Here's video of the proceedings. Malala begins around 1:22:00.
Pakistani activist Malala Yousafzai called on world leaders to make education available to all children while accepting the Nobel Peace Prize in Oslo, Norway, on Wednesday.
Yousafzai stressed the importance of not only primary education but also secondary school through her speech, at times both motivating and cheerful. She made sure to remind the world that she's just 17 years old.
"I'm the first Pakistani and the youngest person to receive this award," she said. "I am pretty certain that I am the only Nobel Peace Prize winner that still fights with her younger brothers."
Yousafzai called herself a "committed' and a sometimes "stubborn" person who wants to see every child get a quality education and see women have equal rights.
"Education is one of the blessings of life and one of its necessities," she said.
Yousafzai demanded world leaders to set new education goals.
"The world can no longer accept that basic education is enough," she said. "Why do leaders accept that for children in developing countries, only basic literacy is sufficient when their own children do homework in algebra, mathematics, science, and physics? Leaders must seize the opportunity to guarantee primary and secondary education for every child."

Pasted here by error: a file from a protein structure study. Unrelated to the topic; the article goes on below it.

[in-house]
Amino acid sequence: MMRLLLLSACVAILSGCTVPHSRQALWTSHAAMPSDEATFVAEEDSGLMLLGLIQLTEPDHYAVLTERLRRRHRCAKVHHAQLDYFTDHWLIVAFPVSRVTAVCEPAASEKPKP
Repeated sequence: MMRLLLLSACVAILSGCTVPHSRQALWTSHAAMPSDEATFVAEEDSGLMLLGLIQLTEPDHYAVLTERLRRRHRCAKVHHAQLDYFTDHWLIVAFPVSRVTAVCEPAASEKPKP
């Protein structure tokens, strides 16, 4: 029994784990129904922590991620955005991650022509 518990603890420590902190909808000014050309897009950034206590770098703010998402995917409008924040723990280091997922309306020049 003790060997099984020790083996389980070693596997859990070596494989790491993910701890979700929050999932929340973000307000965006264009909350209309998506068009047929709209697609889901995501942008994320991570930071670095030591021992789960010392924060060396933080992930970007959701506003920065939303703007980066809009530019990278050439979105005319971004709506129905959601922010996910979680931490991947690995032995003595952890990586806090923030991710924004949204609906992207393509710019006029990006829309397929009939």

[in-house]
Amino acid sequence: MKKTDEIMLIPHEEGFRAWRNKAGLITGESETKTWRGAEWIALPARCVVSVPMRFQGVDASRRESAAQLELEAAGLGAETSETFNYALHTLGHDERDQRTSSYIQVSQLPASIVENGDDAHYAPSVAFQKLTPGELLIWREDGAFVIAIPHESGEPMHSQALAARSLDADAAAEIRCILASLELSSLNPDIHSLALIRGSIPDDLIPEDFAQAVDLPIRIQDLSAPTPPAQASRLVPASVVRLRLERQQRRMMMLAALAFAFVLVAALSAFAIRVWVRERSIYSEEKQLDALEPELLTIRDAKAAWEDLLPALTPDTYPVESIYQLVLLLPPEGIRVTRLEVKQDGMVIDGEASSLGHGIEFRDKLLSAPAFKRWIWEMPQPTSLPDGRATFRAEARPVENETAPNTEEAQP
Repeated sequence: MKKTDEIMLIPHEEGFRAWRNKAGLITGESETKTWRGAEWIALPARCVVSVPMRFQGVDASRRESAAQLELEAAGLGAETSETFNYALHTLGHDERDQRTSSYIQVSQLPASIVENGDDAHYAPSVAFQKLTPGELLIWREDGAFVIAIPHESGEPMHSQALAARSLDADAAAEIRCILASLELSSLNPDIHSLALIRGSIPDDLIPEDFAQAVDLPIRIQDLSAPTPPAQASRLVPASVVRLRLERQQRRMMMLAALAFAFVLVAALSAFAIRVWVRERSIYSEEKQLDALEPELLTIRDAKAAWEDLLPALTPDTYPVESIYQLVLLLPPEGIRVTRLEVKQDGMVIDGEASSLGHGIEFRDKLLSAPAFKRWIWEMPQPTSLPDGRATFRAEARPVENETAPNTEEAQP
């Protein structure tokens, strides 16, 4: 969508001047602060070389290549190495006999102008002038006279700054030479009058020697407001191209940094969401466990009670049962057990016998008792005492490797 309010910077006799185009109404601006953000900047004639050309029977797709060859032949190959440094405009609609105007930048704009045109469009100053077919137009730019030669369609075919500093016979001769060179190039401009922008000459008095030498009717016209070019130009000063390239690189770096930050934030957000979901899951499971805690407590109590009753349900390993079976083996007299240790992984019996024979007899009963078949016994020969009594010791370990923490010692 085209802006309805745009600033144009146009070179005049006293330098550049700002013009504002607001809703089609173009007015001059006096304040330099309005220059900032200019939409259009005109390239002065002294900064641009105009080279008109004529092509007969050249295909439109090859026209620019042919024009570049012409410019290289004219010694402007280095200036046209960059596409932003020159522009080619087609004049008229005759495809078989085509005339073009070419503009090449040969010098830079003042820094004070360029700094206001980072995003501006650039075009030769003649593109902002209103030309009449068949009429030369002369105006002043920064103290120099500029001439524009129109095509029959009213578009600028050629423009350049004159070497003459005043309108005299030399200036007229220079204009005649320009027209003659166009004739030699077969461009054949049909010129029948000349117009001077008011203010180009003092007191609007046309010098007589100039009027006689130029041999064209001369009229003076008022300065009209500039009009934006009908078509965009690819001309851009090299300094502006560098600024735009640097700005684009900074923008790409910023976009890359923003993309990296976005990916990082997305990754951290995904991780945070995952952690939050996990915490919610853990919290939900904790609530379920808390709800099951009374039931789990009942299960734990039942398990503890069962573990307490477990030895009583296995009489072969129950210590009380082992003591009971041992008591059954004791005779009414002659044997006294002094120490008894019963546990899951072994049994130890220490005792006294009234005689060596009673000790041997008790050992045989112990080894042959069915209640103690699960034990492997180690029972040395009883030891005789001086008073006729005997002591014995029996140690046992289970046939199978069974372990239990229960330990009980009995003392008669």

In 2012, a Taliban gunman shot Yousafzai in the head for her insistence that girls receive an education.
The education activist called on this generation to be the last one that sees empty classrooms and wasted potentials.
"Let's begin this ending now," she said.
Yousafzai brought a few of her friends, or as she called them her "sisters," to the ceremony and shared their stories. One girl was from Nigeria, where Boko Haram threatens and kills girls for wanting to go to school. Another girl is Syrian but lives in Jordan as a refugee.
"Though I appear as one girl, one person, who is 5-foot-2-inches tall if you include my heels, I am not a lone voice. I am many," she said. "I am Malala but I am also those 66 million girls who are deprived of education. I'm not raising my voice. It is the voice of those 66 million girls."
Yousafzai will give the prize money, approximately $700,000, to the Malala Fund in order to give girls quality education all over the world and raise their voices.
The first goal for the funds is "to build schools in Pakistan," she said. "This is where I will begin but it is not where I will stop. I will continue this fight until I see every child in school."
Indian child rights campaigner Kailash Satyarthi is also a recipient of the Noble Peace Prize this year.